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The main role of blood is to carry nutrients and waste around the body, regulate salt levels and transport immune cells and hormones. In fact, anything that a cell needs to grow and live must be transported by the blood. When blood is left to settle in a tube, we’re able to see its make-up. Half of the blood is made up of blood cells (red cells, white cells and platelets), while the other half is plasma.
Plasma is mostly water but also contains:
• Salts which help regulate water balance.
• Clotting factors which cause the blood to clot when the blood vessel is damaged (serum is the watery substance left once the blood has clotted).
• Sugars used for fuel.
• Proteins and fats that are used for building cells.
• Hormones which control many of the body’s processes.
• Globulins (part of the immune system).
• Carrier proteins which transport certain molecules around the blood.
• Vitamins and iron.
• Chemicals that help regulate the acidity of the blood.
• Compliment system, a series of proteins that attack bacteria.
• Waste products.
The plasma is regulated by the liver and kidneys. The plasma results from a blood test will show the doctor whether there is the correct balance of salts (sodium, potassium and calcium) in the blood and how well the kidneys and liver are working by looking at the waste levels. The lower the level of the waste product the better the kidneys (creatinine) or the liver (bilirubin and liver enzymes) are working. The constituents of the plasma vary with sex and age.
The number of actual blood cells in the blood is measured by the haematology laboratory and is referred to as the ‘Full Blood Count’ (FBC) or ‘Complete Blood Count’ (CBC).
The number of red cells vary dependent on age and sex. In a male adult there are normally between 4-5 thousand billion red cells per litre of blood (4.0-5.0x1012/L) that means 20-30 trillion red cells in the entire body. Red cells are made in the bone marrow and live for about 120 days. Vitamin B12, folic acid and iron are all required to make red cells. The most important substance contained in a red cell is haemoglobin (Hb) which carries oxygen around the body. The total amount of haemoglobin, rather than the number of red cells in the blood, is usually used to determine how much oxygen the blood can carry and is measured as grams per litre (g/L).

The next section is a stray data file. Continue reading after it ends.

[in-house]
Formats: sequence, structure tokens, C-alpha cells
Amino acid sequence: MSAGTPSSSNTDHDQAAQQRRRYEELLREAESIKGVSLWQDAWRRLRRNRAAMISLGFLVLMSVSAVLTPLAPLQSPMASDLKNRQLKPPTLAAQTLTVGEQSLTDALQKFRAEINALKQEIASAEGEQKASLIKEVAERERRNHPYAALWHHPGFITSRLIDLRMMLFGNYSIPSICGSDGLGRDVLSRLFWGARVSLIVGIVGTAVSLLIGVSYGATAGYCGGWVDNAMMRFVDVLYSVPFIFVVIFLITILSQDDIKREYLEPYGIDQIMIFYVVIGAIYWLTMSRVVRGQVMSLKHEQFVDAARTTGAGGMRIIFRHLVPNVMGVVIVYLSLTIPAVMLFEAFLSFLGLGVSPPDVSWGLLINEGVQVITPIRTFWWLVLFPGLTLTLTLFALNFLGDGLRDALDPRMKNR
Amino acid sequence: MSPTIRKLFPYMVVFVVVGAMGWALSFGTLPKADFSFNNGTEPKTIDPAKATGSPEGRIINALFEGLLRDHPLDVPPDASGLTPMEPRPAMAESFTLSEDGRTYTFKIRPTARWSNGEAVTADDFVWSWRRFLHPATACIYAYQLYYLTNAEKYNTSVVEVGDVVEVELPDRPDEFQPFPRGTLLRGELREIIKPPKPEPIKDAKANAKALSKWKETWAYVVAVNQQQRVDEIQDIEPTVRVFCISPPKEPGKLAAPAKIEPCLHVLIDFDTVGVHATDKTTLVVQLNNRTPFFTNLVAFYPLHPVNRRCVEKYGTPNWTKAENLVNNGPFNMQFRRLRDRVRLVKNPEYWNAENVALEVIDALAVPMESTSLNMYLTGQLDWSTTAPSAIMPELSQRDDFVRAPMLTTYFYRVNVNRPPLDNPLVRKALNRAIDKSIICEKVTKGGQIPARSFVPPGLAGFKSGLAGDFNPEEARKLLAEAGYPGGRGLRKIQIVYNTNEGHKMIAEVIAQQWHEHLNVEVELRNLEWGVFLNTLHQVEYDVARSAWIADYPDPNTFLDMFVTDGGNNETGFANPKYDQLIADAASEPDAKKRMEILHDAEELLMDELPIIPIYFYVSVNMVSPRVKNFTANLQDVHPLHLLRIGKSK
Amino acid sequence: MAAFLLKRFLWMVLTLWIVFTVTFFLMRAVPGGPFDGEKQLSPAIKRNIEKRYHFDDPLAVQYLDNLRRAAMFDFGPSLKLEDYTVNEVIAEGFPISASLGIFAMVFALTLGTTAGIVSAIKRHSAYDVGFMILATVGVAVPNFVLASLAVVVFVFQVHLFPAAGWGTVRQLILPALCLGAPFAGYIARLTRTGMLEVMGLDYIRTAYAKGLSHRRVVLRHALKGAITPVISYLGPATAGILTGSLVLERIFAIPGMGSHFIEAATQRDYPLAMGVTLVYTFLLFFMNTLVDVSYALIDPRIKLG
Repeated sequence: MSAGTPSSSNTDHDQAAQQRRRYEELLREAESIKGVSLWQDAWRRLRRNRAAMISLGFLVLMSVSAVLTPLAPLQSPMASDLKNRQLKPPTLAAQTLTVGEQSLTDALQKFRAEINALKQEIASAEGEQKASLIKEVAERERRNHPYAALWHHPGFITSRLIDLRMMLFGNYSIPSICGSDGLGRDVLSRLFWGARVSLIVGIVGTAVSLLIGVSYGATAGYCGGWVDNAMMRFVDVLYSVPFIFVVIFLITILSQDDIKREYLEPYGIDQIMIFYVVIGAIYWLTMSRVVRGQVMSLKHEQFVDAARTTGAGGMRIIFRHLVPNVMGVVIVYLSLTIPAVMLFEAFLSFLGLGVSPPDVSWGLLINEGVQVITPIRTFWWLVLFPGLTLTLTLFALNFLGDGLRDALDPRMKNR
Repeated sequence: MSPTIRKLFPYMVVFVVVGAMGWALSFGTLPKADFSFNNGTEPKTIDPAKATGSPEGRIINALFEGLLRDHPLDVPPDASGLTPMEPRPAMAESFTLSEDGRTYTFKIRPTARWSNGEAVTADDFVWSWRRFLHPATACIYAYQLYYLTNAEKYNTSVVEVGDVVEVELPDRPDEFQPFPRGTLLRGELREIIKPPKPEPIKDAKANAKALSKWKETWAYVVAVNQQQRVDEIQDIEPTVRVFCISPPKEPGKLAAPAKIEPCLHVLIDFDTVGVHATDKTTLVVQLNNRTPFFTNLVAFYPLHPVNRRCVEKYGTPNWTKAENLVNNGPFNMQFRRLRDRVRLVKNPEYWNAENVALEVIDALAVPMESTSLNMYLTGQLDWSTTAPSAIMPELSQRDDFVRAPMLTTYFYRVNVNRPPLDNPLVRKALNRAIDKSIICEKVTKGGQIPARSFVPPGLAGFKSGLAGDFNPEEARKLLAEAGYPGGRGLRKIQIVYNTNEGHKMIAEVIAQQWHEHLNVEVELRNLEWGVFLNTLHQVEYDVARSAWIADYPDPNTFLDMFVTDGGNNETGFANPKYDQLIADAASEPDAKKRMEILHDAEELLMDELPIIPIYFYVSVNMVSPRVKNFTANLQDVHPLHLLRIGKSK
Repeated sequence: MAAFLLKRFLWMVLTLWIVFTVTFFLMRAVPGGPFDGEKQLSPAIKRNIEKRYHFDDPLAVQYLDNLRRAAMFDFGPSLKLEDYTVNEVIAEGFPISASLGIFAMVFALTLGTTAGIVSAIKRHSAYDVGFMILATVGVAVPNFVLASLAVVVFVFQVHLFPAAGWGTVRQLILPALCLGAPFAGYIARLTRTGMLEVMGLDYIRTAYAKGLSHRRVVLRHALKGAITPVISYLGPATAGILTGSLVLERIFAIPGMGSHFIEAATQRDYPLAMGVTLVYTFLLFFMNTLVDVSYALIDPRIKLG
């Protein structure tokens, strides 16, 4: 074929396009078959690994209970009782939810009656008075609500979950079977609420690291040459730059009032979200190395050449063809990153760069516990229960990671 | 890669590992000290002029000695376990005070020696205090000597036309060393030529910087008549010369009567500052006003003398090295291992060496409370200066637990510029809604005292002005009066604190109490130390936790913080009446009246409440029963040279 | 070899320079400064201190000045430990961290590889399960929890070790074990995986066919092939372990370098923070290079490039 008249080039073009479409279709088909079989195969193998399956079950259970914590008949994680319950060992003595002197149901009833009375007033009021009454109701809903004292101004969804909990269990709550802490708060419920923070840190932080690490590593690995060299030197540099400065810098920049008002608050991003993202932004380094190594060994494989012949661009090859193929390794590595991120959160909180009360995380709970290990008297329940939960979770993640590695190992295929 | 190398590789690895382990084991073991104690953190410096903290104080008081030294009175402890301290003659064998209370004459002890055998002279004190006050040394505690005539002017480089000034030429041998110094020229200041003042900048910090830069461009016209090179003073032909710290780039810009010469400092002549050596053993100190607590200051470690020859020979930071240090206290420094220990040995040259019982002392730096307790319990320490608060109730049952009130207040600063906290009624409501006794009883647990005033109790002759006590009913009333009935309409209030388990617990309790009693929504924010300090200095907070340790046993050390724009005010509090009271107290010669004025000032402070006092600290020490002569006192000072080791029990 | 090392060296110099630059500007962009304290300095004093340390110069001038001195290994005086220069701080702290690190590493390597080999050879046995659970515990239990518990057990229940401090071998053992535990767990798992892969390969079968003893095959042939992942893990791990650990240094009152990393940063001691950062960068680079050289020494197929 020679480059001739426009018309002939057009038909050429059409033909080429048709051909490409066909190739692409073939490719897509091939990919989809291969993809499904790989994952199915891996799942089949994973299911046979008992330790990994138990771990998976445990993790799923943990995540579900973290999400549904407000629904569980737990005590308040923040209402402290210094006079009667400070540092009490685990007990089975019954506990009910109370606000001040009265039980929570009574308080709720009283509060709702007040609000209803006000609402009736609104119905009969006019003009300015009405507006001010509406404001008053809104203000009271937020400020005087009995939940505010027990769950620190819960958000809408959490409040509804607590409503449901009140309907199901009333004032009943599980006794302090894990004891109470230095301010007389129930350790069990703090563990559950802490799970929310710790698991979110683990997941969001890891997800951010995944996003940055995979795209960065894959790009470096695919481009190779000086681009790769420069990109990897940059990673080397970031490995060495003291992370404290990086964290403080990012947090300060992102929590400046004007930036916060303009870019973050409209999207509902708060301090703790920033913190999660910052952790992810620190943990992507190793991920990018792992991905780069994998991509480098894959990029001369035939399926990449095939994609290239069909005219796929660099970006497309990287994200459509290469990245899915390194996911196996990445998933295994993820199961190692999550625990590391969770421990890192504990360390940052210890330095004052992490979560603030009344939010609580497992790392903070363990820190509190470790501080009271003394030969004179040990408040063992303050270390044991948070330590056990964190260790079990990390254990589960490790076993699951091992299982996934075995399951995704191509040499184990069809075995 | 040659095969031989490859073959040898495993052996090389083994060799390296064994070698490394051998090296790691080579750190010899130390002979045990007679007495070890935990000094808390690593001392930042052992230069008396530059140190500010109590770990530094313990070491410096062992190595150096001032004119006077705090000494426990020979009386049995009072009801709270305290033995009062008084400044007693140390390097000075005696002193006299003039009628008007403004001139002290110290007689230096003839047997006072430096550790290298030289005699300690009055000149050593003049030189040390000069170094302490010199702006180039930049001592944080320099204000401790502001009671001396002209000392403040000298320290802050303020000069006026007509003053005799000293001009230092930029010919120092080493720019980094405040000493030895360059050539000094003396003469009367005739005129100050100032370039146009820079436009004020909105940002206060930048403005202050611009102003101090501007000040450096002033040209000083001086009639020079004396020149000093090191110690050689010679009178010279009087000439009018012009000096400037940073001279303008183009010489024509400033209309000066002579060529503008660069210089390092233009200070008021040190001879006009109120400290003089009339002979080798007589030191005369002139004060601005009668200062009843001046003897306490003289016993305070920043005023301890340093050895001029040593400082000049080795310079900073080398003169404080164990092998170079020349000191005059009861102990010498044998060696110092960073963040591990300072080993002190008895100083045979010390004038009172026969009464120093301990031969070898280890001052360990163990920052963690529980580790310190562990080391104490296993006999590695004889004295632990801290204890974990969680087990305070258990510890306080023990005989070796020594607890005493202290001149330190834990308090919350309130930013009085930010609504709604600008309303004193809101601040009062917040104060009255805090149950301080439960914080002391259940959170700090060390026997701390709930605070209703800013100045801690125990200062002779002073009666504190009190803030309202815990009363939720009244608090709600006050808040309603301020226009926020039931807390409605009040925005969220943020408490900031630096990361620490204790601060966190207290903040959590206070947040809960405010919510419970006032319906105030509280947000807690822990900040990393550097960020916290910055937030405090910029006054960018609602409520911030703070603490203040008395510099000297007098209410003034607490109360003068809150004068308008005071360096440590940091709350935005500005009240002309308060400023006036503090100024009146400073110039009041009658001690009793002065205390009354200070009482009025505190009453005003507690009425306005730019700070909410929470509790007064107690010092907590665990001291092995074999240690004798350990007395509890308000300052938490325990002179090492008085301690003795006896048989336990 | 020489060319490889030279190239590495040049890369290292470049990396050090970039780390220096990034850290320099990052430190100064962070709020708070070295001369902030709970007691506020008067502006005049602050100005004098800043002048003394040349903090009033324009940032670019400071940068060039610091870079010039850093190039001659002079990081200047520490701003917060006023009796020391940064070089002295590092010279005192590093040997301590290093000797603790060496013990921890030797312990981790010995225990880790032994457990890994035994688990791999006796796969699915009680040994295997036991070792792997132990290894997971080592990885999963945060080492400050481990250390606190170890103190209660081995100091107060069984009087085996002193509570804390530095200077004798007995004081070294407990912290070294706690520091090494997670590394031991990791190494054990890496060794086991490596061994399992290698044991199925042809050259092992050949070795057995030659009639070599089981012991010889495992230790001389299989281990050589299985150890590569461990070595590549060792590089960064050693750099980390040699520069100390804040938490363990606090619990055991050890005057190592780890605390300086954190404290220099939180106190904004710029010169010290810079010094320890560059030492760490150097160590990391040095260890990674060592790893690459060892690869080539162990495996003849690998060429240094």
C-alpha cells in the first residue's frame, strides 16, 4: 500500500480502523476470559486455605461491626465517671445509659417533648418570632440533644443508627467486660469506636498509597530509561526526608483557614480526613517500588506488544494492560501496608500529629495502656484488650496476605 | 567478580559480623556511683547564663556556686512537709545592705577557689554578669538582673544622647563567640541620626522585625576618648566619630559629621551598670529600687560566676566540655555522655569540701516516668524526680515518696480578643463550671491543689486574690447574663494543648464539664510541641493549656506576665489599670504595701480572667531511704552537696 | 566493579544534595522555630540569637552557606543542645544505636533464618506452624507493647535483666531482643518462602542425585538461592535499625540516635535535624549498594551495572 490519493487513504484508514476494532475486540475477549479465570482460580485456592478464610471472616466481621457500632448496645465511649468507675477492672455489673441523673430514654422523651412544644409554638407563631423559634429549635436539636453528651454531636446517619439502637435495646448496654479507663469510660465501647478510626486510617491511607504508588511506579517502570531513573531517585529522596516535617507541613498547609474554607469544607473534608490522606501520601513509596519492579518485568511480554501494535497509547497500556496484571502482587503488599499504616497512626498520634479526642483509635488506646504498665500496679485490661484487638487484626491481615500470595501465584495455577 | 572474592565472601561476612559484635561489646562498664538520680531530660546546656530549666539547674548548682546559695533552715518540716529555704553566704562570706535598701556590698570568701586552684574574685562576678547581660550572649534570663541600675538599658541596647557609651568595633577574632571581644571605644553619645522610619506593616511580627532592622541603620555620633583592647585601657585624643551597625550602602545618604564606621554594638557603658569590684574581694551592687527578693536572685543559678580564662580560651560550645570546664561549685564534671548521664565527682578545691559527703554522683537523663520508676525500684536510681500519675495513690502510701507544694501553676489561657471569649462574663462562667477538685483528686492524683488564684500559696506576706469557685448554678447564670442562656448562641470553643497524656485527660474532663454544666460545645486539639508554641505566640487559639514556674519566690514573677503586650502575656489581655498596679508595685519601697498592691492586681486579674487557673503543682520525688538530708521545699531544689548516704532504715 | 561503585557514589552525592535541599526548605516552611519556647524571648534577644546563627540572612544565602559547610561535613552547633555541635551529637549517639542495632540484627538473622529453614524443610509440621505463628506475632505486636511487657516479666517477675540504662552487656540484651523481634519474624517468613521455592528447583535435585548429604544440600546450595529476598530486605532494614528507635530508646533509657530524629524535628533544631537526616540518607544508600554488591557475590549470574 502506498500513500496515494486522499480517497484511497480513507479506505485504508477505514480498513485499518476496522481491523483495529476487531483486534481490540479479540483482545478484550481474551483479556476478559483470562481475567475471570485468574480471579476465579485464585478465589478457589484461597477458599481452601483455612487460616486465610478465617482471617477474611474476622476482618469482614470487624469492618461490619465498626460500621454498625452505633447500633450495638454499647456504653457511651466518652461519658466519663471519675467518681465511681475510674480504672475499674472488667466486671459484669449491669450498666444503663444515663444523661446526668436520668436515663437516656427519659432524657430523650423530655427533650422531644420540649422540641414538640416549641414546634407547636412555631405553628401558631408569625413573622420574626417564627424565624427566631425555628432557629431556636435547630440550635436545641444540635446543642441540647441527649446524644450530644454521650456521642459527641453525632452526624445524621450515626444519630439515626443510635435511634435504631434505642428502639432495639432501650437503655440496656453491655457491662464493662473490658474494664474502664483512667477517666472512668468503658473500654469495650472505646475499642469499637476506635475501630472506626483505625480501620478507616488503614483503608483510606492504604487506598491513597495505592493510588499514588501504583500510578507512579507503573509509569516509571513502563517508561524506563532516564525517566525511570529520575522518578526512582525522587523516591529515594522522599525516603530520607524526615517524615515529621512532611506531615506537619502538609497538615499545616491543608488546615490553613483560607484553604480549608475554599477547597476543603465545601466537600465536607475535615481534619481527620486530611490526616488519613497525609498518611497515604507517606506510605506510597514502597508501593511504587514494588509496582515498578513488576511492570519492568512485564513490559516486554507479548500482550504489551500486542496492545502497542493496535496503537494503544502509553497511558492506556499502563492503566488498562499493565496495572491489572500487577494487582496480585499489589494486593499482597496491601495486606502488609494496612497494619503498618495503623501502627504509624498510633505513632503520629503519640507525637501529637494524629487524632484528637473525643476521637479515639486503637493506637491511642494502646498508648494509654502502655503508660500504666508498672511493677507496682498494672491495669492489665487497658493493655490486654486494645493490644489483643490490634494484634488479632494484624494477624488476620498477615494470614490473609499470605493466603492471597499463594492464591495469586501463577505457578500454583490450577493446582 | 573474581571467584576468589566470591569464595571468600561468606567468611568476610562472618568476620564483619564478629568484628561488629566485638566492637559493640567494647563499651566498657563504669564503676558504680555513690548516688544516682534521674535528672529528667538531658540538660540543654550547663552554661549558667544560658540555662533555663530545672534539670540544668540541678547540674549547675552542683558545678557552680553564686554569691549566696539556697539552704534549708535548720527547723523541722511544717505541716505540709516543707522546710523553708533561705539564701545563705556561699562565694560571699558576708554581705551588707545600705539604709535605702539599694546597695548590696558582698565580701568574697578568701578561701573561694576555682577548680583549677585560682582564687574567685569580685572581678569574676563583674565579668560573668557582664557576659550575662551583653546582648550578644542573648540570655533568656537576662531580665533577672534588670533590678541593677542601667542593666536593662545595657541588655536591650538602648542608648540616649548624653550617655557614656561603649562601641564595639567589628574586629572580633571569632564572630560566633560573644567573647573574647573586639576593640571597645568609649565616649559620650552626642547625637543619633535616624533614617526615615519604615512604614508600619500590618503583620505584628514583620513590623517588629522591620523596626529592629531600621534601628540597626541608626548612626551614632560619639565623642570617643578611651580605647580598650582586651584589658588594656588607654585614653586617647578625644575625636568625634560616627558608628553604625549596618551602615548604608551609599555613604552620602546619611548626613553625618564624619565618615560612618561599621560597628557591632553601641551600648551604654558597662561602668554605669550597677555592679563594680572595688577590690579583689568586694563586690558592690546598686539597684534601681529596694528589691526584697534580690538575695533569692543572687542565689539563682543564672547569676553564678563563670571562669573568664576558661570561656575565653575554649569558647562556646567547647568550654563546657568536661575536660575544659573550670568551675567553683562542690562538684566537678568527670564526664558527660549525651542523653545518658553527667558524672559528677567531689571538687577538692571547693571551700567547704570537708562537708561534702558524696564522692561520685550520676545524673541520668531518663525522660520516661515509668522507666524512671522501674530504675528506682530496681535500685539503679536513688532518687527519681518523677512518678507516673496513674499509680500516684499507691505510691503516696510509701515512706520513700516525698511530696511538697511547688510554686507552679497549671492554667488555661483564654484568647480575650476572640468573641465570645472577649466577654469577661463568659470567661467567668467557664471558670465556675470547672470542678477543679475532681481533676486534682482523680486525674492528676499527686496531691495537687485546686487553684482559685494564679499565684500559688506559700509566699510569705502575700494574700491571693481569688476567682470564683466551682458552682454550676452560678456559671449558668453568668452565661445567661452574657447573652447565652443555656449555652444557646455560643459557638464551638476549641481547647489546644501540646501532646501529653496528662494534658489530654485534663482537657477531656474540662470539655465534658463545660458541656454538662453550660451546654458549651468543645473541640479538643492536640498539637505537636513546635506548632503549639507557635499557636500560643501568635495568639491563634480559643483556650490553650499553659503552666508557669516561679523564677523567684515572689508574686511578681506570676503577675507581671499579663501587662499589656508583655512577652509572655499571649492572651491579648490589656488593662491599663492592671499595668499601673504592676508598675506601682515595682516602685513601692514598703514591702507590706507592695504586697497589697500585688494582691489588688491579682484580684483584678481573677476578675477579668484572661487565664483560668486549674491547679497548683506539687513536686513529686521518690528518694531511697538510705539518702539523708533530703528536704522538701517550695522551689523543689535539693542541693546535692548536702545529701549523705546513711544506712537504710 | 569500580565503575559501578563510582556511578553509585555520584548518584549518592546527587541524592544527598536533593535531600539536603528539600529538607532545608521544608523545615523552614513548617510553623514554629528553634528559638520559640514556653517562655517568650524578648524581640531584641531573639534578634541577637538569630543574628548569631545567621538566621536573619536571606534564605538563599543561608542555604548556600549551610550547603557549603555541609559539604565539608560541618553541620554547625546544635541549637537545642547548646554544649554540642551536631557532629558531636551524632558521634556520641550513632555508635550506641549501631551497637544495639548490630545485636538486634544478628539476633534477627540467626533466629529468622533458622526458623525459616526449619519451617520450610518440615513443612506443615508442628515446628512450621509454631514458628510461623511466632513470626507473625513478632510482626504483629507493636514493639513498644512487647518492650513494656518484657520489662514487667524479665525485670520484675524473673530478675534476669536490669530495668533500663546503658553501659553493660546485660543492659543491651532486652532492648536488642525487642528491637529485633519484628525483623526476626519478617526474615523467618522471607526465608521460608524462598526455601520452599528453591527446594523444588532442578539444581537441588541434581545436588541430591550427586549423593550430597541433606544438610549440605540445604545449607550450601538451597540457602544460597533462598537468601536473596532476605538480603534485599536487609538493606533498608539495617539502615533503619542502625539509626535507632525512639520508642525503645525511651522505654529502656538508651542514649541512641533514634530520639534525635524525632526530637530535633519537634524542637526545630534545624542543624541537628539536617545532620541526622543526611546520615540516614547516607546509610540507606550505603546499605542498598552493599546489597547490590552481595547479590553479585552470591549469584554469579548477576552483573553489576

The normal range for a middle aged man is usually 135-180 grams per litre. Your haemoglobin levels tend to fall as you get older and are higher in men than women. If your haemoglobin levels fall too low (anaemia) the blood’s ability to carry oxygen is reduced leading to tiredness, low energy, shortness of breath and looking pale. At what level people start noticing anaemia is dependent on their age, other medical problems (especially heart and lung problems) and the speed at which the anaemia developed. If someone is anaemic it is important to find the cause and if it cannot be treated, a transfusion of red blood cells is often required.